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A simple strategy for structuring TailwindCSS classnames

wheelmaker24 profile image Nikolaus Rademacher ・5 min read

This is the third article of my small series about TailwindCSS. If you have not done so already, check out my other posts.

Anyone who has proposed to use TailwindCSS for their project has probably heard something like this:

"Ugh, this looks like inline styles!"

"How should I keep an overview with so many classnames in my component?"

"This seems hard to maintain…"

Yes, I understand these concerns. With Tailwind's utility-first approach, the default procedure is to write any utility-classname directly into the component's markup. With more complicated components this can quickly come out of hand.

In today's post, we will look at a possibly better solution which I am using for my projects for a while now.

A simple example

Let's take this Navigation component as an example:

const Navigation = ({ links }) => {
  const router = useRouter()
  return (
    <nav className="container">
      <ul className="flex flex-col justify-end list-none sm:flex-row">
        {links.map((link, index) => {
          return (
            <li
              key={index}
              className="mb-3 sm:ml-3 sm:mb-0 even:bg-gray-50 odd:bg-white"
            >
              <a
                className={`text-black font-bold inline-block rounded-full bg-yellow-400 py-1 px-3 ${
                  router.pathname === link.path
                    ? 'text-white'
                    : 'hover:bg-yellow-500'
                }`}
                href={link.path}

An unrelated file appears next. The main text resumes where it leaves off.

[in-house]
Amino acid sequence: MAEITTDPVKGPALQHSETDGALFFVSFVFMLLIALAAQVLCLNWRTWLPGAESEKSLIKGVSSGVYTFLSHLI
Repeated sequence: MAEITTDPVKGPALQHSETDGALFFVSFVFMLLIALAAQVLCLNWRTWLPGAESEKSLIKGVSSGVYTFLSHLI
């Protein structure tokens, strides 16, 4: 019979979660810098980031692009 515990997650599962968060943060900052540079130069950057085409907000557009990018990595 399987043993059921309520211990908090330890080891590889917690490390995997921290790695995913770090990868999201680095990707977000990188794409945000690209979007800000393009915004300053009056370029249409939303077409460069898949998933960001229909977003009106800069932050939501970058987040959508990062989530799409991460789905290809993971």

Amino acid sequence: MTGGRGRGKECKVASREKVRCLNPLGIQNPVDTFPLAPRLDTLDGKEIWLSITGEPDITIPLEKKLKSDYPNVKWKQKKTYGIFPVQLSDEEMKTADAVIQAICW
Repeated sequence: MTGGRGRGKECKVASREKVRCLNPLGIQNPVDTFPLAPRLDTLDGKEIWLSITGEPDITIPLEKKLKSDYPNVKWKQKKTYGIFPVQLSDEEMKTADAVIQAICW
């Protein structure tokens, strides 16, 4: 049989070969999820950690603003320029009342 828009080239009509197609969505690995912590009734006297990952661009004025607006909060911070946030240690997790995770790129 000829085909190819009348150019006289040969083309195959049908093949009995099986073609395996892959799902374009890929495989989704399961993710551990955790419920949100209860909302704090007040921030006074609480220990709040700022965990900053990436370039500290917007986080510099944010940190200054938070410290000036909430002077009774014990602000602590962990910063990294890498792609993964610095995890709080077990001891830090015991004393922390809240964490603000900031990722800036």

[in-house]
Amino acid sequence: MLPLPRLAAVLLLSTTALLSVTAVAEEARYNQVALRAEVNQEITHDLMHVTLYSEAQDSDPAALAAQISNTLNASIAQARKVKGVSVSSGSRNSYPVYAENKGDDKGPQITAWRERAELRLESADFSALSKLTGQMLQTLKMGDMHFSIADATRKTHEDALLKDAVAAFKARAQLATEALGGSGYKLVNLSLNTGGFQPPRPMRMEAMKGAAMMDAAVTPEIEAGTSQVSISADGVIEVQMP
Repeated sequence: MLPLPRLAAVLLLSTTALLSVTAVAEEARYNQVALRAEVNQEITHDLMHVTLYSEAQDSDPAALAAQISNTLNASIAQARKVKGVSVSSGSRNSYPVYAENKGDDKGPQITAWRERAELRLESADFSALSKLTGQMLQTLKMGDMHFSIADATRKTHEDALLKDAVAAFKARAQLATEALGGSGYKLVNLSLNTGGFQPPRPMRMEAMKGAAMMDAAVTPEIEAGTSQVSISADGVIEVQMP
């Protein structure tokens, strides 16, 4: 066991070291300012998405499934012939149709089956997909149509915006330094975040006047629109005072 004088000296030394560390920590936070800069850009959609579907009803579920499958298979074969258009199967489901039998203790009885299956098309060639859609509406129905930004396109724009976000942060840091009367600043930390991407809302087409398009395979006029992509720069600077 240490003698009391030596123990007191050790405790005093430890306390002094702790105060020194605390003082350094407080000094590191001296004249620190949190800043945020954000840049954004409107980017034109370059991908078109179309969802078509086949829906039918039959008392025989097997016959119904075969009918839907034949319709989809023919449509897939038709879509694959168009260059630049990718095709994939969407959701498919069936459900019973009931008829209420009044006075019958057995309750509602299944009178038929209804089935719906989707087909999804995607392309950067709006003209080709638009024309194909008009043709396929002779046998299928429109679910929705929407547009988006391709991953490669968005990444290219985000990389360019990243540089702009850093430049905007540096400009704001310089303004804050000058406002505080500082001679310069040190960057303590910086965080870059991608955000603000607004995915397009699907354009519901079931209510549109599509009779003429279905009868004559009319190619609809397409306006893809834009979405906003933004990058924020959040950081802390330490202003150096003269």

>
                {link.name}
              </a>
            </li>
          )
        })}
      </ul>
    </nav>
  )
}
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What can we do to not let the component look so messy?

My first rule of thumb is: Do any calculations before your render / return function and only use these calculated flags in your render. That applies for the router.pathname === link.path condition – let's move it into a const and name it isActive.

And while we are at it, let's move the className definitions to consts as well – just name them after their according HTML element (another reason for using semantic elements instead of a bunch of divs ;)):

const Navigation = ({ links }) => {
  const router = useRouter()
  const navClassNames = 'container'
  const listClassNames = 'flex flex-col justify-end list-none sm:flex-row'
  return (
    <nav className={navClassNames}>
      <ul className={listClassNames}>
        {links.map((link, index) => {
          const isActive = router.pathname === link.path
          const listItemClassNames =
            'mb-3 sm:ml-3 sm:mb-0 even:bg-gray-50 odd:bg-white'
          const anchorClassNames = `text-black font-bold inline-block rounded-full bg-yellow-400 py-1 px-3 ${
            isActive ? 'text-white' : 'hover:bg-yellow-500'
          }`
          return (
            <li key={index} className={listItemClassNames}>
              <a className={anchorClassNames} href={link.path}>
                {link.name}
              </a>
            </li>
          )
        })}
      </ul>
    </nav>
  )
}
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That looks better already, but there’s still room for improvement.

Use .join(" ")

Instead of writing long strings of classNames, let's write arrays and concatenate them automatically. The good thing about arrays is that you can also add entries conditionally – and therefore get rid of the template literal condition:

const Navigation = ({ links }) => {
  const router = useRouter()
  const navClassNames = 'container'
  const listClassNames = [
    'flex',
    'flex-col',
    'justify-end',
    'list-none',
    'sm:flex-row',
  ].join(' ')
  return (
    <nav className={navClassNames}>
      <ul className={listClassNames}>
        {links.map((link, index) => {
          const isActive = router.pathname === link.path
          const listItemClassNames = [
            'mb-3',
            'sm:ml-3',
            'sm:mb-0',
            'even:bg-gray-50',
            'odd:bg-white',
          ].join(' ')
          const anchorClassNames = [
            'text-black',